By Reggie Connell
At a special meeting Wednesday night, the Apopka City Council came to a consensus to move forward in the process of purchasing Camp Wewa from the YMCA. Although no vote was taken, the Council gave its conditional approval to continue the due diligence by City staff.
According to its website, Camp Wewa has been in existence for more than 70 years and provided a safe and exciting experience for thousands of campers ages 8–17. However, in 2020, Camp Wewa fell on hard times in the midst of the pandemic.
“Due to the uniquely immersive resident camp experience and the prolonged financial impact of the coronavirus pandemic, the Y is carefully evaluating feasible options for Camp Wewa as part of our commitment to best serve our community and maintain the safety of all in our care,” the YMCA said in its statement.
The option it finally arrived at was selling the property.
“Three weeks ago, I got a call from the YMCA about this property,” said Apopka Mayor Bryan Nelson. “It was basically a courtesy call to let us know they were going to sell the property to a developer and thought I would want to know. I just said wow. Having been there I knew how amazing this property was. I asked them to give us a couple of weeks to do our due diligence and maybe we can come up with a plan to purchase.”
According to the presentation by Nelson at the meeting, Camp Wewa is 70 acres, 39.5 of which are developable. It has four campsites, enough cabins to hold 160 people, and a dining hall that can accommodate about 100.
The estimated value of the property is $5 million.
Costs to upgrade the property to ADA compliance, convert well water to city water, and change its septic system to sewer would cost approximately $250,000, plus an additional $150,000 in improvements, according to an estimate by City staff.
“Keep in mind you have about $800,000 in impact fees that you can use,” said City Administrator Edward Bass. “You can put up the other properties for sale (including the Sandpiper property valued at $1.2 million).”
The City is also in the process of applying for a grant from the Florida Department of Environmental Protection, but Bass cautioned about its timing.
“We won’t know about the grant,” said Bass. “It takes some time for that to come back. What we could do is use some of the other parcels coming in as income, and then you also front some for reserves and reimburse yourselves from the sale.”
But before Commissioner Diane Velazquez was ready to celebrate, she wanted assurances as to the costs both upfront and in the future.
“Not only do you have the purchase price, but you have the costs of ADA compliance, sewer, city water, and then you have to staff it. Everyone wants it, but I have to cover all the bases. We have a really tight budget. We weren’t able to give any raises. This is a huge park to put on our recreation staff right now.”
“We haven’t stopped our raises,” said Bass in response. “We’ve gone down to 3%, but we haven’t stopped them. But this is something that if you acquire the property you get the asset. I think you have to build it into your budget. You’re correct, we would have to have some staff, but you could build that into your budget going forward. But the park is operational now. The capital improvements could be made over a 3-5 year period.”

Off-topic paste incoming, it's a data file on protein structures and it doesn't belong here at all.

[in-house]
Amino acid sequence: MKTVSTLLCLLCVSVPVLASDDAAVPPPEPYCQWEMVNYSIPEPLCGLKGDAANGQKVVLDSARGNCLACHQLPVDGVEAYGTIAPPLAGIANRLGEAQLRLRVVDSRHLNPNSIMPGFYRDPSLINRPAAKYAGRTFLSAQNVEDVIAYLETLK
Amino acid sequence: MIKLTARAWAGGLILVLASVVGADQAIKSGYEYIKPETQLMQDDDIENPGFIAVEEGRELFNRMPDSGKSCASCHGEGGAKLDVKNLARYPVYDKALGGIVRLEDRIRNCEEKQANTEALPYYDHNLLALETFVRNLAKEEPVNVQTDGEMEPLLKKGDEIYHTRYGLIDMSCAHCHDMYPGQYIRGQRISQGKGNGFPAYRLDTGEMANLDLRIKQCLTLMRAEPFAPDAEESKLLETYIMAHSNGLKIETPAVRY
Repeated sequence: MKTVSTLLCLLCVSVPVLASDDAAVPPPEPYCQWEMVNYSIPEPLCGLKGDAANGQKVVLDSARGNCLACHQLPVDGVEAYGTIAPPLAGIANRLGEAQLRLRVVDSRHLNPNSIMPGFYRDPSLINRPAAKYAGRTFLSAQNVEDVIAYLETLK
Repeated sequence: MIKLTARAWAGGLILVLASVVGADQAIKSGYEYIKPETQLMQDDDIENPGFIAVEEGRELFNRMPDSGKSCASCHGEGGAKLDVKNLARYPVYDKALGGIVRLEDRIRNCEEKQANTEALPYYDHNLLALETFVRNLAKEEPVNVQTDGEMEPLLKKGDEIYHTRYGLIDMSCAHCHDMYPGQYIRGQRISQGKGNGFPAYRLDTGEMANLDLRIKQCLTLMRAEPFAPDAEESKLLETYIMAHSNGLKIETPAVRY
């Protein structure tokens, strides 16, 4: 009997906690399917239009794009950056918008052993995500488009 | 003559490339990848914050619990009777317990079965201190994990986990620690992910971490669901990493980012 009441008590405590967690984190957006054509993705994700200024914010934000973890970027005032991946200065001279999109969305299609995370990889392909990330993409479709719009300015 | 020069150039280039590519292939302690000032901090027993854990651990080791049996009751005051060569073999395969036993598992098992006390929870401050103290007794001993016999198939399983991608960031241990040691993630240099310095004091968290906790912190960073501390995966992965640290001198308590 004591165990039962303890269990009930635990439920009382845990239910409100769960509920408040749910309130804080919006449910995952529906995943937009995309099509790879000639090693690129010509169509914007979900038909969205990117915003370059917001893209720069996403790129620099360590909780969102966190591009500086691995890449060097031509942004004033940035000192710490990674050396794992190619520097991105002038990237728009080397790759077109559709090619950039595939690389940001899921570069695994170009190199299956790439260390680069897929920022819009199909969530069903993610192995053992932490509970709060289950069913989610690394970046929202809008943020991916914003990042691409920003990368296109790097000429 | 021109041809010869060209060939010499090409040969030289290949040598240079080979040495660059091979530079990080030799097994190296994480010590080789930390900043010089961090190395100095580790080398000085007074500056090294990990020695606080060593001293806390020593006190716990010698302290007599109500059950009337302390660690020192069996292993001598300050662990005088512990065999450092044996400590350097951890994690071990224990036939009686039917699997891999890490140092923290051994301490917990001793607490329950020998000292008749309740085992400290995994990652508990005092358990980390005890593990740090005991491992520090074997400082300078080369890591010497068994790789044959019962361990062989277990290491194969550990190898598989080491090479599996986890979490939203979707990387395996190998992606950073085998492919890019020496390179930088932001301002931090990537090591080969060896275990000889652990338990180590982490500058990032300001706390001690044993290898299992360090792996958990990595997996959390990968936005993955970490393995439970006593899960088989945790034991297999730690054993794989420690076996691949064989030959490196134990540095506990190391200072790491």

“I’d love to have summer camp up and running,” added Nelson.
“I see this as amenities for our youth, but my concern is transportation… getting the kids there,” said Commissioner Alexander H. Smith. “I think this could be a great asset for us if we can solve the transportation issue.”
Commissioner Kyle Becker also saw the upside, but like Velazquez also wanted assurances it would not cost the City lost taxpayer dollars for years to come.
“When you think about brand alignment with Camp Wewa and the City of Apopka, I don’t think there’s much argument there. It goes together because we have such a focus on eco-tourism. The springs, Lake Apopka, the Wildlife Drive… all these things kind of play together. But to piggyback on what Commissioner Velazquez said, going into this I thought it would be kind of an even exchange. We would find the sourcing without having to go through anything else to do it. What I would like to see going forward is a pro forma in order to keep this at a break-even point. How, over the next 3-5 years, we can keep this basically neutral, because rightfully so, there are other departments in the City that look at this skeptically who can say ‘look, we’ve got deteriorating facilities, an old fleet.’ If we just add another asset, and it becomes a pit, then we’re in a bad spot. So I want to be comfortable that we’re able to sustain it. I think we are all there, I just want to see it in print.”
Commissioner Doug Bankson has made a name for himself on the commission as a fiscal budget hawk. During many discussions, he has called for reserves higher than even the state guidelines suggest. But in this case, Bankson too saw the upside in acquiring Camp Wewa.
“It goes back to ‘what is our brand?’ Lake Apopka used to be one of the best fishing lakes nationwide, and then we lost that, but now it’s coming back. The trend is greenspace, ecology… you have the birding… tie this together and it’s something that can’t be reproduced. You’ve heard me harp on (budget) reserves. But this is the reason why. It puts us in a position to act. I think this is a tremendous opportunity. And if we do this right, we’re going to be the number one destination for green tourism.”
“Three years ago, we couldn’t have done this,” said Nelson. “But because of the financial shape we are in, we can use reserves, or borrow the money, we’ve got ways of doing it because of the shape we’re in.”
“We’re in uncharted territories,” said Bass. This is new to us. This is something we have an opportunity to take on and I think the key is going to be to look for all the grant opportunities available, partnering, and working with the Chamber. We can all work together.”